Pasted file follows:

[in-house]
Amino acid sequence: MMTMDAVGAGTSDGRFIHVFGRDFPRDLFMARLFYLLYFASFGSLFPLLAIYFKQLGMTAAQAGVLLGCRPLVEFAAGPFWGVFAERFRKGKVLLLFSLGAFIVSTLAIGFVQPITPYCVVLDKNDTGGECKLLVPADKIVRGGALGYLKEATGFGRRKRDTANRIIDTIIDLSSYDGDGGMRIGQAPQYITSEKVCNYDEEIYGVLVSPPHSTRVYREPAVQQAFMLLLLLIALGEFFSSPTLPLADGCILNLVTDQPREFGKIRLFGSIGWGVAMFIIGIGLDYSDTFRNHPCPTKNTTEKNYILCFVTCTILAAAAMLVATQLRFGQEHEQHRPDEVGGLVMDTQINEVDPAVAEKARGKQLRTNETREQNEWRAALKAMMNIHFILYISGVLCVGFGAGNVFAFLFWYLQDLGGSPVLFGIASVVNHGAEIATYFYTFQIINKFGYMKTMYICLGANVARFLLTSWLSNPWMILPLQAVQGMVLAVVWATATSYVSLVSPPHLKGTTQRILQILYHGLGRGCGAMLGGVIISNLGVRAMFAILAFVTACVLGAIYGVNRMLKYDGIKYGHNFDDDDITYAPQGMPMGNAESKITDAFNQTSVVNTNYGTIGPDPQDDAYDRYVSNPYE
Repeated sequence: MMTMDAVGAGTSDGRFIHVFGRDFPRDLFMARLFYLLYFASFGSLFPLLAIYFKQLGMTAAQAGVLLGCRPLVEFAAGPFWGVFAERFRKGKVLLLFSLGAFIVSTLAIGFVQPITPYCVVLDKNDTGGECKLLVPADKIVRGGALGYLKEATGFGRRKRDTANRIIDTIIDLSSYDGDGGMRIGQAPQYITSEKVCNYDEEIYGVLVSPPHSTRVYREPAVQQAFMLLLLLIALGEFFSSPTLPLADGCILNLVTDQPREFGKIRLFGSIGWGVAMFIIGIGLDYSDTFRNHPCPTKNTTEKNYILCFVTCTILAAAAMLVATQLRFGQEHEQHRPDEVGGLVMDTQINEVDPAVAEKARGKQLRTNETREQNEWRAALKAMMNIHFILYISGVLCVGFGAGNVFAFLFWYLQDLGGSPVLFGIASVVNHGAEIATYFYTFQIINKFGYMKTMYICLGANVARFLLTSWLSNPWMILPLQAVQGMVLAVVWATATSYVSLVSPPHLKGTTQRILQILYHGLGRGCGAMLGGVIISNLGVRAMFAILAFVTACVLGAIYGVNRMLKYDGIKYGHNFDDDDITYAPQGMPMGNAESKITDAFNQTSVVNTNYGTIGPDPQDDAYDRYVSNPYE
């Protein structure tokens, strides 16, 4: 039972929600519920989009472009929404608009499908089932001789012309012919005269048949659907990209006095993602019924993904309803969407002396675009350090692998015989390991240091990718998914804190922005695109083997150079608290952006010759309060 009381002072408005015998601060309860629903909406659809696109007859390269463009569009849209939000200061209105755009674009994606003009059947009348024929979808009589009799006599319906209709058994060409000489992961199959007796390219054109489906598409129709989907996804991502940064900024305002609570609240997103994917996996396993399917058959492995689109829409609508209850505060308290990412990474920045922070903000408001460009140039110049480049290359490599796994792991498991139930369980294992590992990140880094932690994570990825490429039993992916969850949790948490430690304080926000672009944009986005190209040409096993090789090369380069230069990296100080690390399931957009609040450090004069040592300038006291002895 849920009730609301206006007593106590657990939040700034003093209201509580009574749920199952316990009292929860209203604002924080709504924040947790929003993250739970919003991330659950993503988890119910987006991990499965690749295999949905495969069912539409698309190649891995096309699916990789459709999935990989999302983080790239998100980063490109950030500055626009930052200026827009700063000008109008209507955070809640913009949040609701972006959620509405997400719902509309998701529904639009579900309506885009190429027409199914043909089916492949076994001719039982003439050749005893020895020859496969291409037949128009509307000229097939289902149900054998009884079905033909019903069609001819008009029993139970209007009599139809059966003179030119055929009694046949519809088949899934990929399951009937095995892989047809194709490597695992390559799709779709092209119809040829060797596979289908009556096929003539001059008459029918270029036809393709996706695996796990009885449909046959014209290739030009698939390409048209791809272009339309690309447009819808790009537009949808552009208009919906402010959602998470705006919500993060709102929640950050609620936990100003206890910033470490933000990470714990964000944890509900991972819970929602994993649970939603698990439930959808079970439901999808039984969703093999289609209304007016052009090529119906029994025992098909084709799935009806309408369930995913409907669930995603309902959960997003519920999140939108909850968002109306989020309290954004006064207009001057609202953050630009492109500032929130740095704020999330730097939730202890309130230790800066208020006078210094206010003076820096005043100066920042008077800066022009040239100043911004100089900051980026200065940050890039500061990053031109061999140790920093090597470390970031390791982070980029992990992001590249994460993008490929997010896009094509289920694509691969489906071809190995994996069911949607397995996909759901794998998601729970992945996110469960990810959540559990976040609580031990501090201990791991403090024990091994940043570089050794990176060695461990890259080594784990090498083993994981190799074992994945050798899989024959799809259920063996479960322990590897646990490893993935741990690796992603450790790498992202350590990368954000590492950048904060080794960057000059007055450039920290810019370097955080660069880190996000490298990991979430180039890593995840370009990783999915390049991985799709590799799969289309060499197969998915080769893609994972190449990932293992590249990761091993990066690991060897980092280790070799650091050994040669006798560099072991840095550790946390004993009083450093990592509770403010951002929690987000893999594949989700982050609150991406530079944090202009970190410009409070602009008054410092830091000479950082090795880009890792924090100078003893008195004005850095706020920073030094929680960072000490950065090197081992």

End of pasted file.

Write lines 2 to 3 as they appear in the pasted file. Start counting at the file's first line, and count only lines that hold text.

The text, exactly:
Amino acid sequence: MMTMDAVGAGTSDGRFIHVFGRDFPRDLFMARLFYLLYFASFGSLFPLLAIYFKQLGMTAAQAGVLLGCRPLVEFAAGPFWGVFAERFRKGKVLLLFSLGAFIVSTLAIGFVQPITPYCVVLDKNDTGGECKLLVPADKIVRGGALGYLKEATGFGRRKRDTANRIIDTIIDLSSYDGDGGMRIGQAPQYITSEKVCNYDEEIYGVLVSPPHSTRVYREPAVQQAFMLLLLLIALGEFFSSPTLPLADGCILNLVTDQPREFGKIRLFGSIGWGVAMFIIGIGLDYSDTFRNHPCPTKNTTEKNYILCFVTCTILAAAAMLVATQLRFGQEHEQHRPDEVGGLVMDTQINEVDPAVAEKARGKQLRTNETREQNEWRAALKAMMNIHFILYISGVLCVGFGAGNVFAFLFWYLQDLGGSPVLFGIASVVNHGAEIATYFYTFQIINKFGYMKTMYICLGANVARFLLTSWLSNPWMILPLQAVQGMVLAVVWATATSYVSLVSPPHLKGTTQRILQILYHGLGRGCGAMLGGVIISNLGVRAMFAILAFVTACVLGAIYGVNRMLKYDGIKYGHNFDDDDITYAPQGMPMGNAESKITDAFNQTSVVNTNYGTIGPDPQDDAYDRYVSNPYE
Repeated sequence: MMTMDAVGAGTSDGRFIHVFGRDFPRDLFMARLFYLLYFASFGSLFPLLAIYFKQLGMTAAQAGVLLGCRPLVEFAAGPFWGVFAERFRKGKVLLLFSLGAFIVSTLAIGFVQPITPYCVVLDKNDTGGECKLLVPADKIVRGGALGYLKEATGFGRRKRDTANRIIDTIIDLSSYDGDGGMRIGQAPQYITSEKVCNYDEEIYGVLVSPPHSTRVYREPAVQQAFMLLLLLIALGEFFSSPTLPLADGCILNLVTDQPREFGKIRLFGSIGWGVAMFIIGIGLDYSDTFRNHPCPTKNTTEKNYILCFVTCTILAAAAMLVATQLRFGQEHEQHRPDEVGGLVMDTQINEVDPAVAEKARGKQLRTNETREQNEWRAALKAMMNIHFILYISGVLCVGFGAGNVFAFLFWYLQDLGGSPVLFGIASVVNHGAEIATYFYTFQIINKFGYMKTMYICLGANVARFLLTSWLSNPWMILPLQAVQGMVLAVVWATATSYVSLVSPPHLKGTTQRILQILYHGLGRGCGAMLGGVIISNLGVRAMFAILAFVTACVLGAIYGVNRMLKYDGIKYGHNFDDDDITYAPQGMPMGNAESKITDAFNQTSVVNTNYGTIGPDPQDDAYDRYVSNPYE